Note: This article originally appreared in Forbes Magazine, and is reprinted here with the consent of the author.

Based on some feedback from my friends at StubHub, here is a snapshot of secondary ticket price trends for Week 2 of the NFL season. Secondary prices reported below reflect the price of tickets actually sold to date through StubHub.


The highest average secondary price is in Pittsburgh as the Steelers open their home schedule versus Mark Sanchez and the J-E-T-S Jets Jets Jets. The average is $256, with 28% of the buyers coming from Pennsylvania, 13% from New York, 8% from New Jersey, and 6% from Ohio. The highest priced ticket sold thus far was $988 in the lower bowl, with the lowest ticket sold being $88 in the upper bowl.

This is a sizable mark-up over the Steelers average face value price of $74.32, according to Team Marketing Report’s 2012 Fan Cost Index. With the largest average secondary ticket price, yet face ticket values below the league’s $78.38 average, this tells us something we all probably already knew…FAN AVIDITY levels in Pittsburgh are tremendous. And given the proximity of New York to Pittsburgh, and in light of their surprising offensive performance in Week 1 versus Buffalo, this helps raise demand which raises price.

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The lowest average secondary price is in Jacksonville as the Jaguars battle the Houston Texans. With the average secondary price for this game ($59) being essentially indifferent from the cheapest average face value ticket in football ($59.54), this suggests that it will take some time for the new regime in Jacksonville to turn around the degree of fan apathy which has befallen the club in recent years.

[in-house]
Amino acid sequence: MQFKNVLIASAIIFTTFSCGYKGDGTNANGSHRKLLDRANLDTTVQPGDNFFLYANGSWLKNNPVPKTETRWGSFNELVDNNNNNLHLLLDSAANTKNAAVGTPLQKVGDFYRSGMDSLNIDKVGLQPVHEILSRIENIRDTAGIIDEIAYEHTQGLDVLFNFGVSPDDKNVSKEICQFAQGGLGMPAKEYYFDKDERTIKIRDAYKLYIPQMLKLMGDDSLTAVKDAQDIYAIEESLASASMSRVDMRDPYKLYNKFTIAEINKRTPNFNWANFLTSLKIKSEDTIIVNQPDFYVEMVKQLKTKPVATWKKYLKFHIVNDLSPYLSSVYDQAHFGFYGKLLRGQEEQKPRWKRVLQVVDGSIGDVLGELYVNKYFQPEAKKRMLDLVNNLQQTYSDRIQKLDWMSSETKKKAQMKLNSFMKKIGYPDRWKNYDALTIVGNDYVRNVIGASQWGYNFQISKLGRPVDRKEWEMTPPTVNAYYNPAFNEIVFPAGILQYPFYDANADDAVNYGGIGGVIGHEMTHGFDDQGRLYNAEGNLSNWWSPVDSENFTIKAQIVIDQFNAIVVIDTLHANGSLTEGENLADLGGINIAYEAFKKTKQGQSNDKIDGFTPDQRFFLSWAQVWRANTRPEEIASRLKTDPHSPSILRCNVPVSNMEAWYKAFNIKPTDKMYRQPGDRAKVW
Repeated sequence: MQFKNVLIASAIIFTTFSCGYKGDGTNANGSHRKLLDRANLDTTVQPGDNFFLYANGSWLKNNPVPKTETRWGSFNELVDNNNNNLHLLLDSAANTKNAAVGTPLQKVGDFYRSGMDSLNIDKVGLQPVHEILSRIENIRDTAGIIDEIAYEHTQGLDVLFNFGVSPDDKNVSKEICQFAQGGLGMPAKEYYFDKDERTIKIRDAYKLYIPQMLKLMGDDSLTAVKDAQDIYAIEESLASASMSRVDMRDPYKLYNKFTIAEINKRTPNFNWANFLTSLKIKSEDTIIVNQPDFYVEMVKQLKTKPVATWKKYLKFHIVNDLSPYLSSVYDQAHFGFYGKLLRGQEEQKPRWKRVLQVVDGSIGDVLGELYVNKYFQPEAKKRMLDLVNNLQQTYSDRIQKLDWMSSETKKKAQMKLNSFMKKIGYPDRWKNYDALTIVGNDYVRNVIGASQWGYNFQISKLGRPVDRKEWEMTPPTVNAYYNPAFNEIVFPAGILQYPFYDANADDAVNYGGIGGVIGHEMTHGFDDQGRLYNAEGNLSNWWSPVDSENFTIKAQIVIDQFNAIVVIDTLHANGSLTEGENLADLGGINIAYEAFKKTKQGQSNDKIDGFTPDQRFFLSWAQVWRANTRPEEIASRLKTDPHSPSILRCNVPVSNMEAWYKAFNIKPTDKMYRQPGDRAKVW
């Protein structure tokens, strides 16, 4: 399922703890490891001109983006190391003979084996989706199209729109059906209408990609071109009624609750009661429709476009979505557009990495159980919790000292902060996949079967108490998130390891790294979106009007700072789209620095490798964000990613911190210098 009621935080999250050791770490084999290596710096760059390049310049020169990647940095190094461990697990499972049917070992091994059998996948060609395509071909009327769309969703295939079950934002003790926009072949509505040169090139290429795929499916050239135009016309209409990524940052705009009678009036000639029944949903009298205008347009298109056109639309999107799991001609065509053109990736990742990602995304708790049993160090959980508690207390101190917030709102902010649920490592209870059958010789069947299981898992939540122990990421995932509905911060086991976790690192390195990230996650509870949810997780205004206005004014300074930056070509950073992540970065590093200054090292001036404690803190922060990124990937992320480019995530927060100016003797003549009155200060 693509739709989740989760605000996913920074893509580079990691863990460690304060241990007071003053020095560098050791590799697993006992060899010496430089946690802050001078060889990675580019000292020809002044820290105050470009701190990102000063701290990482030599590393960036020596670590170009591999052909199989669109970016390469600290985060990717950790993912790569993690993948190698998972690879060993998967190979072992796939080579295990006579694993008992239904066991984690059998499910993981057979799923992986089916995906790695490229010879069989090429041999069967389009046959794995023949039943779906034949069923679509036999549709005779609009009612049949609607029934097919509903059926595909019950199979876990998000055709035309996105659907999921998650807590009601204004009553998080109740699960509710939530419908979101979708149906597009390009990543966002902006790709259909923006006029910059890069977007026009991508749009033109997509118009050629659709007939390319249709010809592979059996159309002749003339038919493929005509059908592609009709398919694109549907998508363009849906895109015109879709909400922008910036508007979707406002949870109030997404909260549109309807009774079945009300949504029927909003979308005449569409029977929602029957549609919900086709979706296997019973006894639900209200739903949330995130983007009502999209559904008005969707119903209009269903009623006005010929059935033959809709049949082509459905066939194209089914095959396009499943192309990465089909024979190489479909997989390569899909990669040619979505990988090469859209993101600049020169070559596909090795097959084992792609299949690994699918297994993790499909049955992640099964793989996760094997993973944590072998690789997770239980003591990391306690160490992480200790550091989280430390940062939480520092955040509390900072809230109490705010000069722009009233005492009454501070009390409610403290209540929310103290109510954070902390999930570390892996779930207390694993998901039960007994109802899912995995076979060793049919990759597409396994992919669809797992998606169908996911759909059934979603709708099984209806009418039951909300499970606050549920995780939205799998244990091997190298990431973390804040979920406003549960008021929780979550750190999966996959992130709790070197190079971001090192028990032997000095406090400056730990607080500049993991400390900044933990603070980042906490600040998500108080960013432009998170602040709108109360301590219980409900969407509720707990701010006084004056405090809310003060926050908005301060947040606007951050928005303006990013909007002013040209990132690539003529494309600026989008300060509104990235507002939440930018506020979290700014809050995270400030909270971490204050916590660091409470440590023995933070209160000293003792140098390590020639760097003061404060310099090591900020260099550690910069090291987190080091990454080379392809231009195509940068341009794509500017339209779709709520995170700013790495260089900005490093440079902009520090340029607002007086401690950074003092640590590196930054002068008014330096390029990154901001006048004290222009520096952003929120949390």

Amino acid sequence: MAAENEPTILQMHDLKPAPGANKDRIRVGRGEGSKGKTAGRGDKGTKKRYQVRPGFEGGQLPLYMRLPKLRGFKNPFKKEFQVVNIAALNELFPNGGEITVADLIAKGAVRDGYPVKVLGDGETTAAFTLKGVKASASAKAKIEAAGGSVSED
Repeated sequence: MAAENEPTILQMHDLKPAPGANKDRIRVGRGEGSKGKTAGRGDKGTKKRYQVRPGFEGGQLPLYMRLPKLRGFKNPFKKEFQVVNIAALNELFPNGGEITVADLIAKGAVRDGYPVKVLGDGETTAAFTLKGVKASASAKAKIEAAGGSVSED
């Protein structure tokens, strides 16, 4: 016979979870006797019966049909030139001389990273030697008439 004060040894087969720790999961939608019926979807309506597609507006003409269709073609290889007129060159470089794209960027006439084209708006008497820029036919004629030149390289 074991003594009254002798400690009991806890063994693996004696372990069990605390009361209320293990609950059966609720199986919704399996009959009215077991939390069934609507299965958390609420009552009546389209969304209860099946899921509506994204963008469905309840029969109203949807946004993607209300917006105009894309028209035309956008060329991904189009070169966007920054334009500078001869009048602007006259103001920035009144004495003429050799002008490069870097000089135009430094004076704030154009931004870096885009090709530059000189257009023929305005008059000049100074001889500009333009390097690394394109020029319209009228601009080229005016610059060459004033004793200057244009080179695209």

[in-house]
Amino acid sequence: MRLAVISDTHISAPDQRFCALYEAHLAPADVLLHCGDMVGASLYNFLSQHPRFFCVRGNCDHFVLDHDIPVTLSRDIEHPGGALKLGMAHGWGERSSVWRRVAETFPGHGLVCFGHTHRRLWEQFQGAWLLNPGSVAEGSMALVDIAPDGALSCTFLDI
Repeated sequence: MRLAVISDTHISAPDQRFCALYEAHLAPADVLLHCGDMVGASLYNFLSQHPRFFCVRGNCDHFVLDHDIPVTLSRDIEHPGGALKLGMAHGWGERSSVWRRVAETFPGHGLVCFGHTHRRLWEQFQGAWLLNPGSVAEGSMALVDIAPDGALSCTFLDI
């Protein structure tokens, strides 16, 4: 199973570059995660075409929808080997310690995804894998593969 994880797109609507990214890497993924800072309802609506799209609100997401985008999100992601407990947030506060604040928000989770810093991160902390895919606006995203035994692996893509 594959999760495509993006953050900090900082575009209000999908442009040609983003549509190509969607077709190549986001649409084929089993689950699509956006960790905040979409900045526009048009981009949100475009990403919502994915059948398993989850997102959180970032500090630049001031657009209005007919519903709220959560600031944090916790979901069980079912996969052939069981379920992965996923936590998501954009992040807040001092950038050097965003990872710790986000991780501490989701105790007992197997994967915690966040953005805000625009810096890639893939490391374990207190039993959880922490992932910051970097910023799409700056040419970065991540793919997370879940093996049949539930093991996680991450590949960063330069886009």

Further reflecting this apathy is that (1) this game has only received approximately 12,000 views since last Sunday (compared to the 125,000 page views since Sunday for the upcoming Detroit @ San Francisco showdown), (2) the most expensive seat sold was at $457 in the Touchdown Club, and (3) seats in Section 441 were selling for $15.

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Patrick Rishe is the Director of Sportsimpacts and an Economics Professor at the George Herbert Walker School of Business at Webster University in St Louis, MO. He's conducted research at Super Bowls, Final Fours, All-Star Games, Ryder Cups, and numerous Division I NCAA Championship events.